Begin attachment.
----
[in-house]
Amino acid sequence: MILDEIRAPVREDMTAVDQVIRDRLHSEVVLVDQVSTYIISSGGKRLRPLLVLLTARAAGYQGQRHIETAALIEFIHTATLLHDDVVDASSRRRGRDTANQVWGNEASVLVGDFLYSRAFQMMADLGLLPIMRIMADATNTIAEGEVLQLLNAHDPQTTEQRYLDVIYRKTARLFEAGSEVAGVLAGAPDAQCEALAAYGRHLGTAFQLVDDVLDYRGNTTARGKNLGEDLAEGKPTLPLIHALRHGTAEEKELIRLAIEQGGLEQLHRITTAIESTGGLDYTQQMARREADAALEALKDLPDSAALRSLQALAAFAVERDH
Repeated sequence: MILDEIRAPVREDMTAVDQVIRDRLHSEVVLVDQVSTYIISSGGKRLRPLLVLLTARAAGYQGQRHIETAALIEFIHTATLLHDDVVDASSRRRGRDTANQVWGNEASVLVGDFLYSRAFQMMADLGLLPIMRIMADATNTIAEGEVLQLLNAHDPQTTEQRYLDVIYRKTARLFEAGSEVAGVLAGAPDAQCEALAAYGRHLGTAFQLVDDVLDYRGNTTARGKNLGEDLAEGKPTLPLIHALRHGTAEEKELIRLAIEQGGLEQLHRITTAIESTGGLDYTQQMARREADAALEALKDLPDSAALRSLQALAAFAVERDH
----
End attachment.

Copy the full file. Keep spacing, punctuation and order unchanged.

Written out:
[in-house]
Amino acid sequence: MILDEIRAPVREDMTAVDQVIRDRLHSEVVLVDQVSTYIISSGGKRLRPLLVLLTARAAGYQGQRHIETAALIEFIHTATLLHDDVVDASSRRRGRDTANQVWGNEASVLVGDFLYSRAFQMMADLGLLPIMRIMADATNTIAEGEVLQLLNAHDPQTTEQRYLDVIYRKTARLFEAGSEVAGVLAGAPDAQCEALAAYGRHLGTAFQLVDDVLDYRGNTTARGKNLGEDLAEGKPTLPLIHALRHGTAEEKELIRLAIEQGGLEQLHRITTAIESTGGLDYTQQMARREADAALEALKDLPDSAALRSLQALAAFAVERDH
Repeated sequence: MILDEIRAPVREDMTAVDQVIRDRLHSEVVLVDQVSTYIISSGGKRLRPLLVLLTARAAGYQGQRHIETAALIEFIHTATLLHDDVVDASSRRRGRDTANQVWGNEASVLVGDFLYSRAFQMMADLGLLPIMRIMADATNTIAEGEVLQLLNAHDPQTTEQRYLDVIYRKTARLFEAGSEVAGVLAGAPDAQCEALAAYGRHLGTAFQLVDDVLDYRGNTTARGKNLGEDLAEGKPTLPLIHALRHGTAEEKELIRLAIEQGGLEQLHRITTAIESTGGLDYTQQMARREADAALEALKDLPDSAALRSLQALAAFAVERDH